Posted by: Olga Kharif on July 31, 2009
Nokia, Samsung, LG and Motorola have a reason to rejoice: Sales of handsets are starting to pick up. Global shipments of cell phones rose 4.7% in the second quarter, ending nine month of sales declines, according to consultant iSuppli.
“The moderate increase indicates the worldwide mobile handset market is bottoming out and now is returning to growth,” according to analyst Tina Teng, who authored the report. “Much of the growth was generated by two emerging regions: the Middle East and Latin America. Furthermore, several aggressive promotional campaigns boosted sales in North America, with regional shipments rising by 8% during the period.”
Now, the future looks bright. Shipments should rise 6%, to 280.9 million handsets, in the third quarter, and by another 8.3% in the fourth quarter, which is seasonally strongest. Despite the quarterly growth, shipments for the full year are still expected to contract by 9.9%, to 1.1 billion units, down from 1.23 billion in 2008.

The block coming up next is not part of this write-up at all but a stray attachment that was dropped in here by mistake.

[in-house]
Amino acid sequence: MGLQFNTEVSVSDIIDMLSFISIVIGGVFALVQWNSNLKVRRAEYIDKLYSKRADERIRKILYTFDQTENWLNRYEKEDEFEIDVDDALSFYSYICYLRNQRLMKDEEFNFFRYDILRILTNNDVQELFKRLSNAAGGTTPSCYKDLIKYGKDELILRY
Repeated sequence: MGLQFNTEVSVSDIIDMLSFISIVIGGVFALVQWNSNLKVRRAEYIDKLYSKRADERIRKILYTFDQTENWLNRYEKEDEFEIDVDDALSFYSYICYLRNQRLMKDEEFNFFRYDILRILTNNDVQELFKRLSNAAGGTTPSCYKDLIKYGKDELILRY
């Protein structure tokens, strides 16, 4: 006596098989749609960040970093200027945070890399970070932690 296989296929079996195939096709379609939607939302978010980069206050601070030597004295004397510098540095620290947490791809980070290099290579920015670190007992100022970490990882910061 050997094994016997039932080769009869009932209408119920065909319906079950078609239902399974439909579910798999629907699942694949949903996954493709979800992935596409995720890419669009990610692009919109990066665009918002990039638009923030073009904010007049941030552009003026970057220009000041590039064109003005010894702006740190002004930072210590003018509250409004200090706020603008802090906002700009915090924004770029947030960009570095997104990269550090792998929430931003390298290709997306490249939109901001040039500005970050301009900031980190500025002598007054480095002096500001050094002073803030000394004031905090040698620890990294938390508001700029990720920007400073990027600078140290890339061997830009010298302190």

Handset shipments declined by 0.3% in the third quarter of 2008, by 2.6% in the fourth quarter of last year and by 16.4% in the first quarter of 2009. By the first quarter of 2009, shipments had fallen by 58.8 million units compared to before the economic downturn began in the second quarter of 2008.
That said, not everyone agrees that the handset industry has seen its worst days yet. As my colleague Andy Reinhardt points out in his post, researcher Strategy Analytics believes that cell-phone sales actually declined in the second quarter.